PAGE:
Malfatti Glass artisans Jill Reynolds and Daniel Spitzer recently hosted a socially distant good time. “We wrapped up 50 irregular Prosecco glasses in tissue paper, put them on a table at the end of the driveway and gave them away—some to regulars that we’d emailed, some to random passersby; even the mailman got a pair,” says Reynolds. “We had chalk lines for social distancing, and people loved seeing each other. At 8:00 that night, everyone was invited to ‘post your toast’ online. The theme was ‘To your health!’”
The couple met at a fundraiser for Pilchuck Glass School in Stanwood, Washington, in the early 1990s, and have been collaborating ever since, shaping stunning glassware using only borosilicate glass, hand tools, fire, and their own breath. Spitzer learned glasswork at the University of Wisconsin and joined Dale Chihuly’s Seattle studio. After graduating from Evergreen College, Reynolds worked as a science illustrator at Chicago’s Field Museum “drawing monkey bones,” and then moved back West to work as a visual artist; she never considered glass as a medium until she saw flamework in progress. “It was like having a line in three dimensions,” she says. Reynolds and Spitzer’s glass making and teaching eventually took them to Brooklyn; they moved to Beacon in 2003 to turn a former funeral home into their studio.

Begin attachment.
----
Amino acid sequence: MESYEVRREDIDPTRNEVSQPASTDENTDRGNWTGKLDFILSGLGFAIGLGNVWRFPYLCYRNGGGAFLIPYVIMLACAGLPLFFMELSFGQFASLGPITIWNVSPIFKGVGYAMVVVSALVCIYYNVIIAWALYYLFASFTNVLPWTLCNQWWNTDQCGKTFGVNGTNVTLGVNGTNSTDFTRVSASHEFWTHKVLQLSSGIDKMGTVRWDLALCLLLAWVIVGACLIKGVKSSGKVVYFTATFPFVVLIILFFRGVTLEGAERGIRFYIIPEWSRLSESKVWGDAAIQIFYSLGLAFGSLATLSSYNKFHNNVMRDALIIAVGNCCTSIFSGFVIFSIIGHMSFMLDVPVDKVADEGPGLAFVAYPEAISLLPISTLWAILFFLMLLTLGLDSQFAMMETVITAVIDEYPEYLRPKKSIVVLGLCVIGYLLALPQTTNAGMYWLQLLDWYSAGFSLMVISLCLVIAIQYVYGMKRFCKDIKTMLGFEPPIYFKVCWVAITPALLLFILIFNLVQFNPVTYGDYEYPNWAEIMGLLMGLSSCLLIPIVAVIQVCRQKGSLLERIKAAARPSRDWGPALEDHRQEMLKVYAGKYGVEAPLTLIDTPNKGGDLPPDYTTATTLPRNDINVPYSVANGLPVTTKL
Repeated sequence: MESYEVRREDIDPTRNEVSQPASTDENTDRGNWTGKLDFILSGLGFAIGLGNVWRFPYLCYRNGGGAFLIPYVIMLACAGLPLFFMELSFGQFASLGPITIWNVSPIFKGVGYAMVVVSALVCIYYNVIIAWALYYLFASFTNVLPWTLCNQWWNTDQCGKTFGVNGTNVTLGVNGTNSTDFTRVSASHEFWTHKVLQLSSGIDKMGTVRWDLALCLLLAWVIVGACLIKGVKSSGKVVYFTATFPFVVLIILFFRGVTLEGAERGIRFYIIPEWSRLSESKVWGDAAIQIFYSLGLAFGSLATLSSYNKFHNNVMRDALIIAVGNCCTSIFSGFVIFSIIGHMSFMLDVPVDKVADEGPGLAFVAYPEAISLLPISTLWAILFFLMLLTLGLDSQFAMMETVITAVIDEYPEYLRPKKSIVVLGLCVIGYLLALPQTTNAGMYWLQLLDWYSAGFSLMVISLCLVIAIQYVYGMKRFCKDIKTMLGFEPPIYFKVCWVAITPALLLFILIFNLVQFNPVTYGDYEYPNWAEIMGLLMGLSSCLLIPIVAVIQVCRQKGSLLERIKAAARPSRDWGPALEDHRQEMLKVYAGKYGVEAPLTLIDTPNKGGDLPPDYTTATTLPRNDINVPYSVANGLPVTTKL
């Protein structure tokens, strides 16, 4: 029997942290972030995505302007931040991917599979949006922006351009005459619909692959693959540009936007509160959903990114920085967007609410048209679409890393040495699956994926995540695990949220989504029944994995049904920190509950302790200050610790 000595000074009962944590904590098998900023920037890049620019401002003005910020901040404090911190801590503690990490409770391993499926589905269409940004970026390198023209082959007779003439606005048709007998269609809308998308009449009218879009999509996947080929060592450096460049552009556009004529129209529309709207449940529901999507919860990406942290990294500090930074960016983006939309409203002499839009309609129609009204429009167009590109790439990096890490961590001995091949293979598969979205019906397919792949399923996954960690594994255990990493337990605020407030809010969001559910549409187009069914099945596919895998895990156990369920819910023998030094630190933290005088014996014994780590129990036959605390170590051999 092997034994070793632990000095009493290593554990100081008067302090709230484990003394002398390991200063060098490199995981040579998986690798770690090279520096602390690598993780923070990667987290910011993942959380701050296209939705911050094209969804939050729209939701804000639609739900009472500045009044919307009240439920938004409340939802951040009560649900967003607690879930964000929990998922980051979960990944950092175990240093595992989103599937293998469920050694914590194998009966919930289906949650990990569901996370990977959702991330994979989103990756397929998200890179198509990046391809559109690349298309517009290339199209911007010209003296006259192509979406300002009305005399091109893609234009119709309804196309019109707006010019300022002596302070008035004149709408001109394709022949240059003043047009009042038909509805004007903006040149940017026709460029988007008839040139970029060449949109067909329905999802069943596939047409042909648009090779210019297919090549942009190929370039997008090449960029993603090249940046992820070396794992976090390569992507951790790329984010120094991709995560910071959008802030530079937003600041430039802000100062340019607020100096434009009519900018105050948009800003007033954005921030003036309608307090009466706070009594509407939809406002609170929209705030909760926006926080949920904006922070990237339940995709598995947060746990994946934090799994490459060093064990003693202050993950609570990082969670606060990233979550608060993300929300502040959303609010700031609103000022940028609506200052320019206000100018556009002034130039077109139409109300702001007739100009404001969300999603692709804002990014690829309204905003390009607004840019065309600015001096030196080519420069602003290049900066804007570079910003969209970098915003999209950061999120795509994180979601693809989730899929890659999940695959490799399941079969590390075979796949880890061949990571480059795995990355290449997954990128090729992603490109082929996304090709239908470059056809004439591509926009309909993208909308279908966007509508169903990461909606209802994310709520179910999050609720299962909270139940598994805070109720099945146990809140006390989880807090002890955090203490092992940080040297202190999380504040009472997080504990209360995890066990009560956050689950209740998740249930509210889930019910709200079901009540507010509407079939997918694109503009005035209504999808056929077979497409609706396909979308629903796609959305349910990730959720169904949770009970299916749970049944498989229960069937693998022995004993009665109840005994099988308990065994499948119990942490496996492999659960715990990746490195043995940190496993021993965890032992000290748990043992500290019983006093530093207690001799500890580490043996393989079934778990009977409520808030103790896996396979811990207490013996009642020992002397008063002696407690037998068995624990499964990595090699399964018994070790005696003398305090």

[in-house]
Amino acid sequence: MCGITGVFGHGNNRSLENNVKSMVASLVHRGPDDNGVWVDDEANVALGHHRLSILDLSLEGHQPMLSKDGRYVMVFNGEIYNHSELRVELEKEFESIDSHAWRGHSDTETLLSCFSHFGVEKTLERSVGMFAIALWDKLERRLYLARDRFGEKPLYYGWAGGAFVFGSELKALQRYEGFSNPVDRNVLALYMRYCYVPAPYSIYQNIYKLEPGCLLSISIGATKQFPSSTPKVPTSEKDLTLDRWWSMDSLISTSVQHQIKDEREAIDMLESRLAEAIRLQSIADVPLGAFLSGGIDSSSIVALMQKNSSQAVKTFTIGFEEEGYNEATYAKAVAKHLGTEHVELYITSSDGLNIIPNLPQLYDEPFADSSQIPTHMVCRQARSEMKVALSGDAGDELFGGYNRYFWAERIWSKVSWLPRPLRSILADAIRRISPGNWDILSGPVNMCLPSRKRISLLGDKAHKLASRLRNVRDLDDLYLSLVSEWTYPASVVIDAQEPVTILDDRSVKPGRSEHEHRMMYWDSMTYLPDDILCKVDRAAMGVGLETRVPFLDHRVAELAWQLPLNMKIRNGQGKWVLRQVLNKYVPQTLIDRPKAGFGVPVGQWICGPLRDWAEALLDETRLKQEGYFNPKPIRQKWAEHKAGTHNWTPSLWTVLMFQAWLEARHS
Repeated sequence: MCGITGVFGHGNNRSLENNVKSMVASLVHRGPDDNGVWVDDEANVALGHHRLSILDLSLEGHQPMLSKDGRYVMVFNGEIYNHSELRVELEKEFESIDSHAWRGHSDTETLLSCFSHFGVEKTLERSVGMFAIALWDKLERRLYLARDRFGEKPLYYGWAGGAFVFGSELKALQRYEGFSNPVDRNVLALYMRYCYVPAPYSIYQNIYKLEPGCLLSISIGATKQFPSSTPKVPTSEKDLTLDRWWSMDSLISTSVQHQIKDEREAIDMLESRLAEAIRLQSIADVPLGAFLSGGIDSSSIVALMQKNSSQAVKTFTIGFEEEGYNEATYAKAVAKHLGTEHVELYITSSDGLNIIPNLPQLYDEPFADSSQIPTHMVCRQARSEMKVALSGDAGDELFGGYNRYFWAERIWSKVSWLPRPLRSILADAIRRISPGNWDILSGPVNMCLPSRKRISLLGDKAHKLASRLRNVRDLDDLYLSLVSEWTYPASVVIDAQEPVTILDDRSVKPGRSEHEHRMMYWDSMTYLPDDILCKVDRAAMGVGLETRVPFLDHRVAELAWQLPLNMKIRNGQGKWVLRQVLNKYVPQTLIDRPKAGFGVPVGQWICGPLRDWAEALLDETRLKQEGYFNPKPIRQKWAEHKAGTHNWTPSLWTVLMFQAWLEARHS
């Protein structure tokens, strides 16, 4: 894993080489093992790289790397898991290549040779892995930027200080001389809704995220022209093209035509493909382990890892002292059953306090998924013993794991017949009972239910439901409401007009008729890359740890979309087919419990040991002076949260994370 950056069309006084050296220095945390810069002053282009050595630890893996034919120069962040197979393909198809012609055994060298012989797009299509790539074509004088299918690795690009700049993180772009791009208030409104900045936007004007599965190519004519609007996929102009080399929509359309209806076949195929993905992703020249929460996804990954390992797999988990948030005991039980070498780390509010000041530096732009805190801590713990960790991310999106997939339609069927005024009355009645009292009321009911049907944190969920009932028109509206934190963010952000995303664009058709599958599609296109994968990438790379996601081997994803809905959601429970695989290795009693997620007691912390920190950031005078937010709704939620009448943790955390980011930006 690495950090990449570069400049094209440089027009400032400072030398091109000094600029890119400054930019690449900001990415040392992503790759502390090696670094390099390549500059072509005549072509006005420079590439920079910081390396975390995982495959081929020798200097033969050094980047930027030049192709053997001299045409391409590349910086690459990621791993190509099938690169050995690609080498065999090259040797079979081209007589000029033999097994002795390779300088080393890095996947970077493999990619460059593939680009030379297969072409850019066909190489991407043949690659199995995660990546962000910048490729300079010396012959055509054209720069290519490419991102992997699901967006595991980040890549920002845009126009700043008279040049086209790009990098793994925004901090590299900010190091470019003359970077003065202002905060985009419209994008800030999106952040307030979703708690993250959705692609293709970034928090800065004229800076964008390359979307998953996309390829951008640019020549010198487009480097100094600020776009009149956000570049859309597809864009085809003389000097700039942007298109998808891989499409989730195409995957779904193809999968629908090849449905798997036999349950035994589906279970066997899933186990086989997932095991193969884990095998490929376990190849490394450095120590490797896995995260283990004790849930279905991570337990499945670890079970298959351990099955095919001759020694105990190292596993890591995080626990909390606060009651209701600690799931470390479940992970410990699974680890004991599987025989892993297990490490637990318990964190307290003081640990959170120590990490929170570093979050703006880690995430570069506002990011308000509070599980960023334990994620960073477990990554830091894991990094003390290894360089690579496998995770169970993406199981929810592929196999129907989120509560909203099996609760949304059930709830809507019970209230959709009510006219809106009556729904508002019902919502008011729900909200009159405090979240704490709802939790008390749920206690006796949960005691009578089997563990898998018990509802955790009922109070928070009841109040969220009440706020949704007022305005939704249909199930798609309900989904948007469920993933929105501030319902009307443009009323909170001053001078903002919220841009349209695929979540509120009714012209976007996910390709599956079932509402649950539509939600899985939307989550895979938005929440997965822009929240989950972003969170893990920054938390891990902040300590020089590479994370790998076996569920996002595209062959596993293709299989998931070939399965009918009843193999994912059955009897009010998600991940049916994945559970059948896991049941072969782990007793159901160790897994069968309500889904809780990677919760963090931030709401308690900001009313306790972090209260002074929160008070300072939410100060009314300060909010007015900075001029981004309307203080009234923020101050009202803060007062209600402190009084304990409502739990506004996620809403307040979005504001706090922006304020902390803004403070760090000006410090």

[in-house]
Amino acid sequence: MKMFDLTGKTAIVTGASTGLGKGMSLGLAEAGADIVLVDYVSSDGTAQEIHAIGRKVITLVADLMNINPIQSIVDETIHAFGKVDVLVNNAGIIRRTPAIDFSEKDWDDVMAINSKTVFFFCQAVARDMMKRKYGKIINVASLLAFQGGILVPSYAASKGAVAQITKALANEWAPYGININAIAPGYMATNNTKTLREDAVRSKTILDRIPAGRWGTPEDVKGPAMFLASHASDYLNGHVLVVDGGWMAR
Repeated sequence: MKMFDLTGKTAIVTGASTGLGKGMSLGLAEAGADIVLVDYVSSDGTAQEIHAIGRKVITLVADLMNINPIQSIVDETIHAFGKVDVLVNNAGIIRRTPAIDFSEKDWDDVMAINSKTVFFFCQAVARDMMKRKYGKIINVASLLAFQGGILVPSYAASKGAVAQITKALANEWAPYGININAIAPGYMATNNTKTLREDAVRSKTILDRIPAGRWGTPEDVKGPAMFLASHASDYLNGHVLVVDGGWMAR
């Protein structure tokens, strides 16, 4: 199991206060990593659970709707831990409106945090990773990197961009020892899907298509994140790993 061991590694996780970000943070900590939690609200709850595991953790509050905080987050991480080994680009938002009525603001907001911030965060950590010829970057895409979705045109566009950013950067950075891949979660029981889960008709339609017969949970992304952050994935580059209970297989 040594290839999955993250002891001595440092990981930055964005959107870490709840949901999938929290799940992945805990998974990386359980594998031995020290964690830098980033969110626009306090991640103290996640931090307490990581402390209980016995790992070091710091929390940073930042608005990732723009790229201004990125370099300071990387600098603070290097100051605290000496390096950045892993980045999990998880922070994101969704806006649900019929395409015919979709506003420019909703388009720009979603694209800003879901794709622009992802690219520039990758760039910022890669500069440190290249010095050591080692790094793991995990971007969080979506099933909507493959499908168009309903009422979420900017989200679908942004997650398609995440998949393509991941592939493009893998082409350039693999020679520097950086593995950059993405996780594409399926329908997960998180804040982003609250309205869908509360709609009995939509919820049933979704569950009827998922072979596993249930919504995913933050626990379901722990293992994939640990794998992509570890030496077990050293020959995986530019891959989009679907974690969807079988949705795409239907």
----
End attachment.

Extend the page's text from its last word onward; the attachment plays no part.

Malfatti—“misshapen” in Italian—grew in response to popular demand. Reynolds was giving her handmade glass away to delighted friends when woodworker Jessica Wickham, a Beacon neighbor, asked if they’d share a show booth. “She thought our glasses would look good on her table,” says Spitzer.
Things quickly took off; today, along with glassware, Reynolds and Spitzer create custom glass installations, sculpture, and chandeliers. “We don’t advertise, really, just social media,” says Reynolds. “Our biggest order, 750 items, came from a Parisian designer on behalf of a wealthy, nameless Middle-Eastern client. And we ended up providing glassware for Gwyneth Paltrow’s rehearsal dinner at Jerry Seinfeld’s place in Amagansett a couple of summers ago. But’s there’s only so big this can get—you can only make so many glasses.”